I thought I’d share a few scientifically proven ways you can help keep your immune system healthy and balanced this winter while addressing a few myths at the same time.

Boosting your immune system
We’ve all heard about boosting our immune system, but is that even possible? Our immune system is quite complex consisting of hundreds of different cells doing a variety of different jobs. It consists out of the innate response (which identifies unfriendly bugs often leading us to have a fever or feeling under the weather) and the acquired response (which swoops in and battles against the unfriendly bugs). So the question is, what exactly are these products claiming to boost? Is it antibodies, or white cells or nothing really? Scientifically speaking, you can’t really “boost” your immune system. You can however try to keep things in balance and make some lifestyle and dietary changes that will help you have a healthy immune system.

Supplements
Supplements only work when you have a poor diet and find yourself deficient. Studies have shown that taking supplements if you’re eating a healthy, balanced diet won’t improve your immune system. Taking high dosages of vitamins can actually have an adverse effect and can lead to toxicity, especially in vitamin D and A.

What about herbal supplements like Echinacea? Unfortunately there just haven’t been enough studies to support the claims that herbs have a boosting effect on the immune system. Some of the studies have also been criticised for being too small or for being badly designed, which means they don’t supply us with enough supporting evidence.

Probiotics fall in the same category as herbal supplements. Scientists have started to look at the role our gut bacteria plays on our overall health, but it’s still early days and currently we can’t conclusively state that taking probiotics as a supplement will help boost the immune system. At the moment eating a healthy, balanced diet rich in fibre is a scientifically proven way to keep the gut healthy and as a result, help keep your immune system healthy. As more research is done in this area over the next few years we might be able to understand better what effect taking a probiotic supplement might have on our immune system.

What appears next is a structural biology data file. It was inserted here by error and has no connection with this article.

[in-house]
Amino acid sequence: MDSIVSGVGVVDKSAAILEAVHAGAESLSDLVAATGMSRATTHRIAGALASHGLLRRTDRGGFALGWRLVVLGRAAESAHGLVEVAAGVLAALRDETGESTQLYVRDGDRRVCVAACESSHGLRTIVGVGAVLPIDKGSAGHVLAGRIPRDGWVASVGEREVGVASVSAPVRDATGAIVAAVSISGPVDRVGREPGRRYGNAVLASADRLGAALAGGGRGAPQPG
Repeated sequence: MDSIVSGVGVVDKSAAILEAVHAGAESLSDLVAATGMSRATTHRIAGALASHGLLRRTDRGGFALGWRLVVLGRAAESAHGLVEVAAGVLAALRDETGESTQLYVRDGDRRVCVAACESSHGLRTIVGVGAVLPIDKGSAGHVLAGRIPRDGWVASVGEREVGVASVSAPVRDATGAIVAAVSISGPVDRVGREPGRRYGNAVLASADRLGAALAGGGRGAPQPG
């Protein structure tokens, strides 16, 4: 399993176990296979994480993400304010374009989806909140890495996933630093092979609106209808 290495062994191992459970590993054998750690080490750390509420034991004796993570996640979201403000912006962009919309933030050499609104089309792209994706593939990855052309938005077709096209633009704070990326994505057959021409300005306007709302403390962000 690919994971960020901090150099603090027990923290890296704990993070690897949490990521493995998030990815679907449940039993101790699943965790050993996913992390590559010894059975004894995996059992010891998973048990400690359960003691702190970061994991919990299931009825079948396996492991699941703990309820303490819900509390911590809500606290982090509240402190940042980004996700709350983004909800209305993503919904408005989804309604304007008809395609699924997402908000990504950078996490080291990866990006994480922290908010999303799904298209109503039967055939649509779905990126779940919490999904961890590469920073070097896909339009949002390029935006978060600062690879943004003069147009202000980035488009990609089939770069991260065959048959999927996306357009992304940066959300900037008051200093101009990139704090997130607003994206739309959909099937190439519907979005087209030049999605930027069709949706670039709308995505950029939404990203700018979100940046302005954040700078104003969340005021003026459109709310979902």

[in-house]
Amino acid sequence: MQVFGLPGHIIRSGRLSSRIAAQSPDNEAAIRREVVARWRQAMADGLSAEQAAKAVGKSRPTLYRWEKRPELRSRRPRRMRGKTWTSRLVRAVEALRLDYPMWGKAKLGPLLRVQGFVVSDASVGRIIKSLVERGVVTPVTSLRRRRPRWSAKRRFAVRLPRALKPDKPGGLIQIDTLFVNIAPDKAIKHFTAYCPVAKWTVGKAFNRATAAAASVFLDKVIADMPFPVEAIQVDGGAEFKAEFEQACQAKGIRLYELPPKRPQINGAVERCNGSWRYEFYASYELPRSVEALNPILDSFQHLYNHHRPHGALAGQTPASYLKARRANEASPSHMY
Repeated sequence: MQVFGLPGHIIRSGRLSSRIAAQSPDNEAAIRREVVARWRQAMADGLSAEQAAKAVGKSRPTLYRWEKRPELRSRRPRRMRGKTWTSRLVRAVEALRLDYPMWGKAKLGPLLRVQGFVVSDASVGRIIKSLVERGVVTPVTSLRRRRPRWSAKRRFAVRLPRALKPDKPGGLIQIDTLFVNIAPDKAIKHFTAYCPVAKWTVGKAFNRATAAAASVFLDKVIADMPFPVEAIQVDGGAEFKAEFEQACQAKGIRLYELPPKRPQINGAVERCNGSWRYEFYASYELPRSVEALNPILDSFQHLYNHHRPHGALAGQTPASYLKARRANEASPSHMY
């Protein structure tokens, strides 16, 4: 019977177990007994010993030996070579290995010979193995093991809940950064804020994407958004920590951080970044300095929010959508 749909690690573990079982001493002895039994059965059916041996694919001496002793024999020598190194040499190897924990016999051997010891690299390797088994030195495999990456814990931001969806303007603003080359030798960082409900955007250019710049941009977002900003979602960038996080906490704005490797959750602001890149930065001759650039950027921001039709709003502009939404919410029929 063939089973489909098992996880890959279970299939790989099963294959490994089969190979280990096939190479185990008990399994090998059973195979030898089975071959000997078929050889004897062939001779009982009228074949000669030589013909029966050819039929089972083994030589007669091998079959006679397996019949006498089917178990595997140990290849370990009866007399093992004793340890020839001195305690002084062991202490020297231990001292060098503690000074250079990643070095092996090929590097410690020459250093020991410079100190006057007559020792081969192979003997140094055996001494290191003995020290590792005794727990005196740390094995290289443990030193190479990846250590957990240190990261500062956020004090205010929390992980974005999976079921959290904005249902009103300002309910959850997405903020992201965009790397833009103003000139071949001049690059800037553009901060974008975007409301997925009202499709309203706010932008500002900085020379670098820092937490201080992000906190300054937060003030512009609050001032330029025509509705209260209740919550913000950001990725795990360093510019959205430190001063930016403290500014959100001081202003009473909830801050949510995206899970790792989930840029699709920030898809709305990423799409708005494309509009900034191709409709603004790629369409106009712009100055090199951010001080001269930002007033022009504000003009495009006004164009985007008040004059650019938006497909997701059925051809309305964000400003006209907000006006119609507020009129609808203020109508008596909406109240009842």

Exercise
Staying active especially as the days become darker and colder can be a challenge. But it’s one of the ways you can help your immune system. Exercise helps to keep blood pressure and body weight under control. Working out also helps protect the body against some diseases. So instead of hitting the snooze button and sleeping in, get up and get moving.

Sleep
Sleep in general won’t help improve your immune system, but getting enough restorative sleep will help keep your immune system healthy. Most adults these days get less than 7 hours sleep a night, which doesn’t leave much time for restorative sleep. A few tips include making sure you switch all blue light appliances off at least 30 minutes before bed (this includes your mobile phone), winding down in bed with a good book, meditation or a relaxing bath and make sure you don’t drink too much alcohol as it can impact your sleep quality.

Diet
Raw food diets, juice cleanses and detox diets are fad diets. Despite what they claim, they won’t help keep your immune system healthy. You need to make sure you’re giving your body all the nutrients it needs and the best way to do it is by eating a healthy, balanced diet. Focus on incorporating a wide range of fruit, vegetables and fibre rich grains and pulses. This will make sure you get all the micronutrients your body needs to remain healthy. Make sure you limit your intake of processed foods and red meat.

Conclusion

If you do have a compromised immune system, make sure you chat to your GP about steps to take to help protect you against bugs this winter. There’s so much misinformation dressed up as science floating around on the internet and it can be tricky trying to sort fact from fiction. Often times, having a healthy body is usually the answer and it doesn’t require fancy, expensive lattes (although they are pretty), gruelling diets or pricy pills. While it’s not very sexy, a balanced wholefood mainly plant-based diet combined with exercise is one of the best ways to take care of your body and make sure your immune system remains healthy.